February 28, 2020

Rabbi Harold Schulweis, Israel and the peace process

In a touching eulogy in the JJ (Dec 18, 2014), Rabbi Harold Schulweis was aptly described by Rabbi Ed Feinstein, his friend and successor as senior rabbi at Congregation Valley Beth Shalom as “the most successful and influential synagogue leader in his generation, a public intellectual who redefined what it is to be a Jew, an author and passionate orator who met injustices and suffering with action.

Those who had the privilege of experiencing Rabbi Schulweis in Southern California, or during his years at Oakland’s Temple Beth Abraham, remember his fearless moral example. And many of us who came of age with Rabbi Schulweis as our mentor, were graced with a sense of his unflinching ethical stewardship and of his calling to treasure justice. This collective imprimatur is a part of his living legacy.

While his rich and thoughtful voice is now forever stilled, we may yet avail ourselves of his beautifully woven thoughts in his books and in the Harold M. Schulweis Institute (http://www.hmsi.info/) where many of his writings and speeches are preserved.

I recently came across a particularly poignant and timely address Rabbi Schulweis delivered on October 16, 1995 entitled, “Israel and the Peace Process” (http://www.vbs.org/page.cfm?p=674). At that time Yitzhak Rabin was Israel’s prime minister and Shimon Peres, foreign minister. The hotly debated “Interim Agreement on the West Bank and the Gaza Strip” (known as Oslo II) had been narrowly ratified by the Knesset on October 5th, and that evening there had been an angry rally in Jerusalem’s Zion Square denouncing Rabin. This included a fiery speech by Benjamin Netanyahu promising that “… we will bring the government down.” And among the thousands of right-wing protesters gathered in the square, were those carrying posters of Rabin wearing a Nazi SS uniform, and those chanting, “Death to Rabin! Nazis! Judenrat!” 

In his address on October 16th, Rabbi Schulweis made no allusion to the events of October 5th, though he was clearly aware of an increasingly violent divide in Israel. He stated that “we are not listening to history and we are not listening to the instructions of our tradition.” He pointed out that the Talmud alluded to the fact that the Temple in Jerusalem was destroyed, not for lack of observance of the Torah’s laws, but because of “sinat chinam”—causeless hatred among the people. He recounted the importance of a range of opinions coexisting together using the metaphor of the lulav, stating that our rabbinic traditions teach us “that one must have all four species of plants…if one is missing the entire mitzvah is invalid.” He concluded this introduction by saying that “…there is within us a terrible division, a manifestation of incivility, of anger, and anger is death.”

Much of the rest of his speech reviewed events that had taken place over the preceding few months, events that “should horrify us… a group of rabbis meeting in New York who brand the Prime Minister of Israel and the Foreign Minister of Israel as ‘traitors,’ and declare that it is accepted under Jewish law to assassinate them…rabbis who refuse to allow Israeli representatives to speak in the synagogue if they favor the Oslo peace process.”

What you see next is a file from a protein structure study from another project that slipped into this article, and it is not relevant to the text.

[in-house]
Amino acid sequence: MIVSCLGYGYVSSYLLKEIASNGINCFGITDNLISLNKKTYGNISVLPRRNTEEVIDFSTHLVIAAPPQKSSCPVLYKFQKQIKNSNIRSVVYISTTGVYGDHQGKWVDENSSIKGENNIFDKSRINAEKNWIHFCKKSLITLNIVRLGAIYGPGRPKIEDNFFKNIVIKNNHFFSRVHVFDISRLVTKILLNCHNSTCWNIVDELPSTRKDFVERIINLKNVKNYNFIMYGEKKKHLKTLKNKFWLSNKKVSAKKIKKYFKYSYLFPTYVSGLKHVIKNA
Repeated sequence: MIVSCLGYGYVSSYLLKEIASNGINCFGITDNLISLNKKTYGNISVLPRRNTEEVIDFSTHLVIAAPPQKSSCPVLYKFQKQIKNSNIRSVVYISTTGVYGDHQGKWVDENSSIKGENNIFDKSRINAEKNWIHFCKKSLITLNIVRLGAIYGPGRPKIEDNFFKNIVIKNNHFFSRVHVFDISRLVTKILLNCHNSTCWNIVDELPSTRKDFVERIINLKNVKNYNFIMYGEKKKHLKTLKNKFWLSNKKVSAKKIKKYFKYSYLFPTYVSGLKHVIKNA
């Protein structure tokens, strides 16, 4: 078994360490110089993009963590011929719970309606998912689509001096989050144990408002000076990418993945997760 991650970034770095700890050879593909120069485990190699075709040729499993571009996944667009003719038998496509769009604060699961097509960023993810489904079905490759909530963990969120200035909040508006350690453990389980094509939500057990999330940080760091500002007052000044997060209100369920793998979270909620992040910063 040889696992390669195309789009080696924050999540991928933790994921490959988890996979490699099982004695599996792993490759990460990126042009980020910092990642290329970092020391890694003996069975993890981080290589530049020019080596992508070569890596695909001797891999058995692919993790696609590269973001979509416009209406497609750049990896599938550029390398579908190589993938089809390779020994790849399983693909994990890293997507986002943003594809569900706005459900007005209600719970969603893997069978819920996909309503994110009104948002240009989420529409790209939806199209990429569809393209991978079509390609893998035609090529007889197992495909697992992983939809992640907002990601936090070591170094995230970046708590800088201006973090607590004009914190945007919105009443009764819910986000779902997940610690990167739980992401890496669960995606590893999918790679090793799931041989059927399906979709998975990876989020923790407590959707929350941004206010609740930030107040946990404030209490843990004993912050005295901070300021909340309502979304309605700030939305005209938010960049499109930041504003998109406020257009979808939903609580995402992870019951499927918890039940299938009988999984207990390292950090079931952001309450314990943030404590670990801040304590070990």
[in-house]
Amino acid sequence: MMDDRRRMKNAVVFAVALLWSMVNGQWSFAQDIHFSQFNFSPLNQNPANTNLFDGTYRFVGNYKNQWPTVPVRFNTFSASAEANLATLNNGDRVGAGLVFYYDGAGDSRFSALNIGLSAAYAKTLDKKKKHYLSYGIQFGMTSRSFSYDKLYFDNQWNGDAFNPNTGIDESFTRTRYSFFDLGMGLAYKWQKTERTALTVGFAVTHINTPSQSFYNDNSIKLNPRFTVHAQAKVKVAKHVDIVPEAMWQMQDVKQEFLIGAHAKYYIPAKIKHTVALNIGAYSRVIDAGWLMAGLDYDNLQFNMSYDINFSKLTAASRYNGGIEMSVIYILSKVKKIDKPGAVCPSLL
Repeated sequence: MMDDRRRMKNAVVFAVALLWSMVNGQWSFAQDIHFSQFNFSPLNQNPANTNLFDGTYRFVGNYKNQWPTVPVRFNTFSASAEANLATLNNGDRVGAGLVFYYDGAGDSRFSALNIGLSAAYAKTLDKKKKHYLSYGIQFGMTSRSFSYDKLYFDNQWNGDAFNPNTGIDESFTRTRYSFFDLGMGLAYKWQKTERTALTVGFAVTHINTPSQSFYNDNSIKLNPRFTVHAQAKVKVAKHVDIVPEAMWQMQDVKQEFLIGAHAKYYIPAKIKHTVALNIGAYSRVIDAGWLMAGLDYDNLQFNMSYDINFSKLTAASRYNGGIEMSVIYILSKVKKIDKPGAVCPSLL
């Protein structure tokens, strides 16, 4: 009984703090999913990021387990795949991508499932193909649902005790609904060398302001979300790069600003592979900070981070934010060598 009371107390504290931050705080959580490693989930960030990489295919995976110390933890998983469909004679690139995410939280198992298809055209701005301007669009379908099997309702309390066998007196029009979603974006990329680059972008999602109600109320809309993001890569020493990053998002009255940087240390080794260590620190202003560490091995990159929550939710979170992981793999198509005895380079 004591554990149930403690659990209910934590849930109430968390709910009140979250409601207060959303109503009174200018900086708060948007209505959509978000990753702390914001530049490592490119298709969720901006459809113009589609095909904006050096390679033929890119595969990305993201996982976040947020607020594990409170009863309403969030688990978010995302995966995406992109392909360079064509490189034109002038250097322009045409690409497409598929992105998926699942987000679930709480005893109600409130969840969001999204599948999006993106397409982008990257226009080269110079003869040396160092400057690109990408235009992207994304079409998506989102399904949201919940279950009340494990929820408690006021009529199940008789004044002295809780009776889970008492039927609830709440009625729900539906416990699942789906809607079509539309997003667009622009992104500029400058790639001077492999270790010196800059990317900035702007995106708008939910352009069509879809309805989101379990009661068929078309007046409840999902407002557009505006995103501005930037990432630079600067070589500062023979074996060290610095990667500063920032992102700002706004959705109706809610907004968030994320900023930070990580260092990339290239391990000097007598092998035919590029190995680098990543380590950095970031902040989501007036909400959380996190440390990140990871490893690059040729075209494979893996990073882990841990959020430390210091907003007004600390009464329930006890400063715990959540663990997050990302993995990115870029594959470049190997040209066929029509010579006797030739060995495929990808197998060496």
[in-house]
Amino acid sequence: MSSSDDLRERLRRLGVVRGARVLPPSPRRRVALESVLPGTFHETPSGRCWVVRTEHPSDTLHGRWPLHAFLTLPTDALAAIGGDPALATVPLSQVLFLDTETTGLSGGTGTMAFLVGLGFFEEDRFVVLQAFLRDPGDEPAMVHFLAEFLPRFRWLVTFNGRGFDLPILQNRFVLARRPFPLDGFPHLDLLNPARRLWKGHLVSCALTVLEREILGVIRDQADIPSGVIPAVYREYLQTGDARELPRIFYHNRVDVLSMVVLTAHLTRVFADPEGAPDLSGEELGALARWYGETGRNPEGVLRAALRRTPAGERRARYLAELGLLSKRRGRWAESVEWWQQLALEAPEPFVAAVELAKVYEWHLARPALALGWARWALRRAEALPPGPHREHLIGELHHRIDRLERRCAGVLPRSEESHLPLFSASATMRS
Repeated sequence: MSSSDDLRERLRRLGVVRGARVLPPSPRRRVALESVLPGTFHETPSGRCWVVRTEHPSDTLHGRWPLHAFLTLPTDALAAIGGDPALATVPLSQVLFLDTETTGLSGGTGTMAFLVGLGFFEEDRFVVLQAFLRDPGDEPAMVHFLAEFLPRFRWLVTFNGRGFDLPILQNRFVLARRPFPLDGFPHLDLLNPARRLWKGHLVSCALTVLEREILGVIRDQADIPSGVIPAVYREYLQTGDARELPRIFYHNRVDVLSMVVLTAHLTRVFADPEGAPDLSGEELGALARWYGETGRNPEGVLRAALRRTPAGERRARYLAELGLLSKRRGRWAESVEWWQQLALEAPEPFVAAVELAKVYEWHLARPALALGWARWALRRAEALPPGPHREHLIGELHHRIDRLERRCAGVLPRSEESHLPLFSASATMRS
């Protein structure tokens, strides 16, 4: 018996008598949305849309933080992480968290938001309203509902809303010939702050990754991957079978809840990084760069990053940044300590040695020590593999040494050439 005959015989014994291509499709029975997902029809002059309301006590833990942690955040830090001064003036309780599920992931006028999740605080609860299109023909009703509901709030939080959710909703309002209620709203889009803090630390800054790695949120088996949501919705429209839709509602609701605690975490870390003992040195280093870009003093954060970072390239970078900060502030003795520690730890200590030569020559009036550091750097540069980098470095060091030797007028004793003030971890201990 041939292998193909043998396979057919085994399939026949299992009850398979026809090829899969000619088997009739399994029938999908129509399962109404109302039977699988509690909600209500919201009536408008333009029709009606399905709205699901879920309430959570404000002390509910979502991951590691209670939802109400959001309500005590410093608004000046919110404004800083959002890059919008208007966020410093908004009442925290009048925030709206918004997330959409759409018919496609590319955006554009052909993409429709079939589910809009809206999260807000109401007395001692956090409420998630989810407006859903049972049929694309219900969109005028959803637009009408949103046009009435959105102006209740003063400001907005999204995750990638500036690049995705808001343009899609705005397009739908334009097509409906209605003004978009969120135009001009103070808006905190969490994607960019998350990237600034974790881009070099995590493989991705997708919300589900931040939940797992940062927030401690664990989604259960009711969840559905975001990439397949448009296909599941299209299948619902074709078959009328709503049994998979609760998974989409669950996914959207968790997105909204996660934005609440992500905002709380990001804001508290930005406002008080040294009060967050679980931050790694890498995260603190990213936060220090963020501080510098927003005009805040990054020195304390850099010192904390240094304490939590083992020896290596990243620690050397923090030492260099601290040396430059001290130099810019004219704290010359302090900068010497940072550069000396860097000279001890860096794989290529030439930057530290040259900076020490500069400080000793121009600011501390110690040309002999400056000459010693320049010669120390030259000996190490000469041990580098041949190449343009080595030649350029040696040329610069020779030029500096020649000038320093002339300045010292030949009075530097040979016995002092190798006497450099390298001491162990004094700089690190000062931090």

He spoke of his feelings of horror and disbelief “that a group of settlers were joined by right wing members of the Knesset who jointly called for armed resistance against the Israeli army should the government decide to remove the settlements.” Rabbi Schulweis suggested that these proclamations amounted to a “rejection of the legitimacy of a democratic government.”

He went on to observe an interesting contradiction in noting that when the Likud Party was in power, it was agreed there should be no interference by American Jews in the State of Israel, but “now that the Labor Party has received a mandate from the people, American Jews have lined up to lobby senators and congressmen and to insist that they vote to frustrate the peace process … despite the fact that the elected government of Israel pleads that the Palestinian Authority needs an infrastructure … without which Arabs will switch their loyalties to Muslim fundamentalists.”

It is well worth reading the entirety of Rabbi Schulweis’ remarks. Because, despite the twenty years since he spoke these words, the peace Rabin gave his life for, the peace that many Israeli and American Jews hoped for, remains elusive. It is also poignant and important to note that this speech was delivered a short 19 days before the ultimate act of partisan savagery: the assassination of Yitzhak Rabin. And with it, hopes for the longed-for peace largely destroyed.

But when Rabbi Schulweis gave this speech, Rabin was alive, as was the peace process. He therefore concluded in the hope that the process might continue; “we pray to open for us the gates to the future even as there are those who try to close the gates, those who are afraid of what lies behind. Open for us gates of light, gates of blessing, gates of redemption. Open for everyone gates of healing, gates of peace…Ptach lanu shaarei tikvah—open for us the gates of hope.”

Dr. Michael J. Cooper is a professor of pediatric cardiology at UCSF Medical Center and author of Foxes in the Vineyard, historical fiction set in 1948 Jerusalem.

A second novel, The Rabbi's Knight, set in the Holy Land during the 13th century comes out this summer.